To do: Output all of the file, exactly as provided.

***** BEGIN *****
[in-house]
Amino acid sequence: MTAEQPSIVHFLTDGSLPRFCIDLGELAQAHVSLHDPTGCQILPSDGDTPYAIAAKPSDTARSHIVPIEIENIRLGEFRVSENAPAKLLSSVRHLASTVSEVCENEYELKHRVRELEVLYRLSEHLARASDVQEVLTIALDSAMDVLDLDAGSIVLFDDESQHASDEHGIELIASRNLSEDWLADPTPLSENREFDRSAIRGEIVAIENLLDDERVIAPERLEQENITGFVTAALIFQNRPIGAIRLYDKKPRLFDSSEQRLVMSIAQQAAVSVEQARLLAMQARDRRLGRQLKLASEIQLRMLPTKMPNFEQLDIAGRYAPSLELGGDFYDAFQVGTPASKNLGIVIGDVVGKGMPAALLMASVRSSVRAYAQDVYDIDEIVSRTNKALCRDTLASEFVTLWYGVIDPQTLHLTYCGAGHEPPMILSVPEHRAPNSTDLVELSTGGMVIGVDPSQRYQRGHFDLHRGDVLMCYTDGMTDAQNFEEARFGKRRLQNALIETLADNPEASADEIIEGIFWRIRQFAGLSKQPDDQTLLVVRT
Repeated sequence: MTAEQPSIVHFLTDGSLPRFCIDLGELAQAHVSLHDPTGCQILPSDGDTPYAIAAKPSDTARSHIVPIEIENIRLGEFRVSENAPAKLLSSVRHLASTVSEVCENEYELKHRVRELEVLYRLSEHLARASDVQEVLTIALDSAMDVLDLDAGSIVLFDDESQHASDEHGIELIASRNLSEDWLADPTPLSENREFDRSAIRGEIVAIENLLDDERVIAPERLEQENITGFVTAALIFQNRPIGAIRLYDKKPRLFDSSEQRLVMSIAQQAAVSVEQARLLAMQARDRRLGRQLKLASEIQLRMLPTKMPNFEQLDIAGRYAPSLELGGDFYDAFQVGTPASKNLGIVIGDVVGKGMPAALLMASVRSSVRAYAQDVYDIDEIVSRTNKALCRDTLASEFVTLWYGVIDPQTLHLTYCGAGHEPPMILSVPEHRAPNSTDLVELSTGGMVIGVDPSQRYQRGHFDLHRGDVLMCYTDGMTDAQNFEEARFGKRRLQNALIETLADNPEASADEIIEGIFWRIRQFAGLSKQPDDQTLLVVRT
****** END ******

[in-house]
Amino acid sequence: MTAEQPSIVHFLTDGSLPRFCIDLGELAQAHVSLHDPTGCQILPSDGDTPYAIAAKPSDTARSHIVPIEIENIRLGEFRVSENAPAKLLSSVRHLASTVSEVCENEYELKHRVRELEVLYRLSEHLARASDVQEVLTIALDSAMDVLDLDAGSIVLFDDESQHASDEHGIELIASRNLSEDWLADPTPLSENREFDRSAIRGEIVAIENLLDDERVIAPERLEQENITGFVTAALIFQNRPIGAIRLYDKKPRLFDSSEQRLVMSIAQQAAVSVEQARLLAMQARDRRLGRQLKLASEIQLRMLPTKMPNFEQLDIAGRYAPSLELGGDFYDAFQVGTPASKNLGIVIGDVVGKGMPAALLMASVRSSVRAYAQDVYDIDEIVSRTNKALCRDTLASEFVTLWYGVIDPQTLHLTYCGAGHEPPMILSVPEHRAPNSTDLVELSTGGMVIGVDPSQRYQRGHFDLHRGDVLMCYTDGMTDAQNFEEARFGKRRLQNALIETLADNPEASADEIIEGIFWRIRQFAGLSKQPDDQTLLVVRT
Repeated sequence: MTAEQPSIVHFLTDGSLPRFCIDLGELAQAHVSLHDPTGCQILPSDGDTPYAIAAKPSDTARSHIVPIEIENIRLGEFRVSENAPAKLLSSVRHLASTVSEVCENEYELKHRVRELEVLYRLSEHLARASDVQEVLTIALDSAMDVLDLDAGSIVLFDDESQHASDEHGIELIASRNLSEDWLADPTPLSENREFDRSAIRGEIVAIENLLDDERVIAPERLEQENITGFVTAALIFQNRPIGAIRLYDKKPRLFDSSEQRLVMSIAQQAAVSVEQARLLAMQARDRRLGRQLKLASEIQLRMLPTKMPNFEQLDIAGRYAPSLELGGDFYDAFQVGTPASKNLGIVIGDVVGKGMPAALLMASVRSSVRAYAQDVYDIDEIVSRTNKALCRDTLASEFVTLWYGVIDPQTLHLTYCGAGHEPPMILSVPEHRAPNSTDLVELSTGGMVIGVDPSQRYQRGHFDLHRGDVLMCYTDGMTDAQNFEEARFGKRRLQNALIETLADNPEASADEIIEGIFWRIRQFAGLSKQPDDQTLLVVRT